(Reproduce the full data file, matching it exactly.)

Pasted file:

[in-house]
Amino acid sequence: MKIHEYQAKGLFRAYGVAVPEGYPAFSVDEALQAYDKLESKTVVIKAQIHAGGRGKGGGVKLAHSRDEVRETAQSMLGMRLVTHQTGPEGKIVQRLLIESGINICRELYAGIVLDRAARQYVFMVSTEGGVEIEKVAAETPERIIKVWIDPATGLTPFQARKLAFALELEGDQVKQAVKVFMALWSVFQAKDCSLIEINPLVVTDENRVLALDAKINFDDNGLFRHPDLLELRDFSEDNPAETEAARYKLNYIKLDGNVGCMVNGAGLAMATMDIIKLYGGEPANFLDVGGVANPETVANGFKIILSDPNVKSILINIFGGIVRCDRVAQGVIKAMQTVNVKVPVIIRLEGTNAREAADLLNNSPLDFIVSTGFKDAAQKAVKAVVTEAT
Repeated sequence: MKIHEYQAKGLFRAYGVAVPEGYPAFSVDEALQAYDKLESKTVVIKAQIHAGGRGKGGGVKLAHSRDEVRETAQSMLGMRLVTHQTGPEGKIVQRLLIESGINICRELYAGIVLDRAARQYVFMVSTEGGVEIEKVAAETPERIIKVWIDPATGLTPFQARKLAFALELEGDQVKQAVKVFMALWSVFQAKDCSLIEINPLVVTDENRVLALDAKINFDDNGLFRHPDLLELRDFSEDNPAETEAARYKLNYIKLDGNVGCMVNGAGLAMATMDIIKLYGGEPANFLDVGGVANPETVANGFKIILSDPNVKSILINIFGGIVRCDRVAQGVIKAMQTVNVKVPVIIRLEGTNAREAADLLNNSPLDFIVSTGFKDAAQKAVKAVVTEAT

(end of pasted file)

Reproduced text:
[in-house]
Amino acid sequence: MKIHEYQAKGLFRAYGVAVPEGYPAFSVDEALQAYDKLESKTVVIKAQIHAGGRGKGGGVKLAHSRDEVRETAQSMLGMRLVTHQTGPEGKIVQRLLIESGINICRELYAGIVLDRAARQYVFMVSTEGGVEIEKVAAETPERIIKVWIDPATGLTPFQARKLAFALELEGDQVKQAVKVFMALWSVFQAKDCSLIEINPLVVTDENRVLALDAKINFDDNGLFRHPDLLELRDFSEDNPAETEAARYKLNYIKLDGNVGCMVNGAGLAMATMDIIKLYGGEPANFLDVGGVANPETVANGFKIILSDPNVKSILINIFGGIVRCDRVAQGVIKAMQTVNVKVPVIIRLEGTNAREAADLLNNSPLDFIVSTGFKDAAQKAVKAVVTEAT
Repeated sequence: MKIHEYQAKGLFRAYGVAVPEGYPAFSVDEALQAYDKLESKTVVIKAQIHAGGRGKGGGVKLAHSRDEVRETAQSMLGMRLVTHQTGPEGKIVQRLLIESGINICRELYAGIVLDRAARQYVFMVSTEGGVEIEKVAAETPERIIKVWIDPATGLTPFQARKLAFALELEGDQVKQAVKVFMALWSVFQAKDCSLIEINPLVVTDENRVLALDAKINFDDNGLFRHPDLLELRDFSEDNPAETEAARYKLNYIKLDGNVGCMVNGAGLAMATMDIIKLYGGEPANFLDVGGVANPETVANGFKIILSDPNVKSILINIFGGIVRCDRVAQGVIKAMQTVNVKVPVIIRLEGTNAREAADLLNNSPLDFIVSTGFKDAAQKAVKAVVTEAT